Ellen Lockyer, KSKA – Anchorage
A rash of small plane crashes late this summer in Alaska has pushed the number of crash related fatalities past last year’s total, according to National Transportation Safety Board Alaska Region chief Clint Johnson.
In comparing Thursday’s date with Sept. 10 of last year, Johnson says the actual number of light plane crashes is down.
“In 2012, we had a total of 98 accidents; in 2013, on September 10, we had a total of 85,” Johnson said. “However, that’s where the similarities change.”
“Last year, in September 2012, we had 10 fatalities and, unfortunately, this year, we have 32 fatalities, which is pretty surprising.”
He says an investigation into the most recent crash, on Monday, continues.
The crash of an experimental home-built airplane took the life of Big Lake pilot Kenneth M. Whedbee, and seriously injured passenger Jason Scott.
Johnson says late summer and fall tends to have more fatal plane crashes.
“Obviously, during the latter part of August September, historically for our office has always been a busy season,” he said. “However, this year, it seems to be a little busier in years past – no doubt about it.”
He says it is too early to tell if there are determining factors related to all the crashes.
“Keep in mind that all of these investigations; these most recent accidents here are still very much in progress, whereas they’re still in the very preliminary stages,” Johnson said. “So, it’s way too early to look and see if there are any similarities between any of the accidents.”
NTSB keeps records on the number of crashes and fatalities on a calendar that runs Oct. 1 through Sept. 30.
Johnson says a crash in Soldotna in July took 10 lives, another at Merrill Field in Anchorage recently took two more, while a plane crash on Sept. 5 killed one man.
Other light plane accidents ended without fatalities.
Two men walked eight miles to safety after their plane went down near Nondalton earlier this month, and three men were rescued after their helicopter iced up and was weathered in on Mt. Mageik at Katmai National Park.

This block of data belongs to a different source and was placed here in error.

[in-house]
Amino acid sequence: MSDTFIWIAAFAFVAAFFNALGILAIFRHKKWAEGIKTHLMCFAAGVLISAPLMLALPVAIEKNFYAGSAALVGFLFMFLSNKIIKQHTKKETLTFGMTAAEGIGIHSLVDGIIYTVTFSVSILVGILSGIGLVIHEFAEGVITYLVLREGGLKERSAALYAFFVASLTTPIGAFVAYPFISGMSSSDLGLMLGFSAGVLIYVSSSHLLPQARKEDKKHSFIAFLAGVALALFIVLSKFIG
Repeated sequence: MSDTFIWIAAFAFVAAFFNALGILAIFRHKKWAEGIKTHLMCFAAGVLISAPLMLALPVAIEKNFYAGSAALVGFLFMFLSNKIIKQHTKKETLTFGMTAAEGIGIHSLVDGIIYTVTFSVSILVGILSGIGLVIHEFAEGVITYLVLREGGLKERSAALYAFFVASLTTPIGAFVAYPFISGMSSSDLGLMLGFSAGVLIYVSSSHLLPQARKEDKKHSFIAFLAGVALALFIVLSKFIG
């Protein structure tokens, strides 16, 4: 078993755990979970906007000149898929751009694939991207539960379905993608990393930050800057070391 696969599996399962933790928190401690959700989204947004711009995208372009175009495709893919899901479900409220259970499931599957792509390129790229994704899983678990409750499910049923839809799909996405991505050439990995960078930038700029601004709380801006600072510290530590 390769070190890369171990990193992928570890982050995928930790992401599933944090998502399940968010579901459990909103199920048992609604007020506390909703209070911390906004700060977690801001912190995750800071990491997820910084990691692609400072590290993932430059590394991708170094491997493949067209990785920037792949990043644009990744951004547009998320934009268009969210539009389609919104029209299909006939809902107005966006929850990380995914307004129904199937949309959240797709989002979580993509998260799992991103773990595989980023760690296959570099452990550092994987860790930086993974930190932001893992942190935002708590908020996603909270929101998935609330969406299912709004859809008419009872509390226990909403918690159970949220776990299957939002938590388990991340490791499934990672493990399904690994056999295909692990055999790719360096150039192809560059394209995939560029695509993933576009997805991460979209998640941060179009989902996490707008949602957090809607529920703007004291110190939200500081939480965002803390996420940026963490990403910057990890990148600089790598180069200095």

A pilot and passenger survived a crash into a lake near Talkeetna over the weekend.
Annie Feidt, APRN – Anchorage
The Chukchi Sea has one of the highest rates of sea ice loss in the Arctic, but the polar bears that live there don’t appear to be suffering as a result.
A new study from the U.S Fish and Wildlife Service shows the Chukchi Sea bears are just as healthy as they were 20 years ago. The bears still face a grim long term future, but the new research shows there will be a lot of nuance along the way in how climate change plays out for polar bears in the Arctic.
Rosemarie Alexander, KTOO – Juneau
Former state senator Bill Ray has died. He was 91.
Ray represented Juneau in the Alaska Legislature for more than 20 years, during a time when a number of landmark projects were built in the capital city, including the State Office Building and Egan Drive. Ray helped secure a downtown facility for the University of Alaska Southeast, and the university named it in his honor.
The Associated Press
Contracting issues have delayed the start of planned cleanup work around abandoned well sites in Alaska, a spokeswoman for the U-S Bureau of Land Management said today.
Dan Bross, KUAC – Fairbanks
Alaska Airlines is showing off an aircraft it plans to start using in the state next year. The Bombardier Q-400 is scheduled for use on Fairbanks-Anchorage and Kodiak- Anchorage routes, where the 76-seat twin prop plane will replace or augment current service with larger 737 jets.
David Waldron, APRN – Anchorage
A rainbow trout from the Togiak Refuge may have broken a record. The record may be disturbing, but it is truly impressive.
Ed Schoenfeld, CoastAlaska – Juneau
Hoonah’s village Native Corporation may build its own cruise-ship dock.
Phillip Manning, KTNA – Talkeetna
Talkeetna’s honorary mayor is recovering in his hometown after a dog attack on Labor Day weekend sent him to the hospital. The attack left Mayor Stubbs, a 16-year-old yellow tabby, with a punctured lung, broken sternum, and a four inch gash in his side, as well as other injuries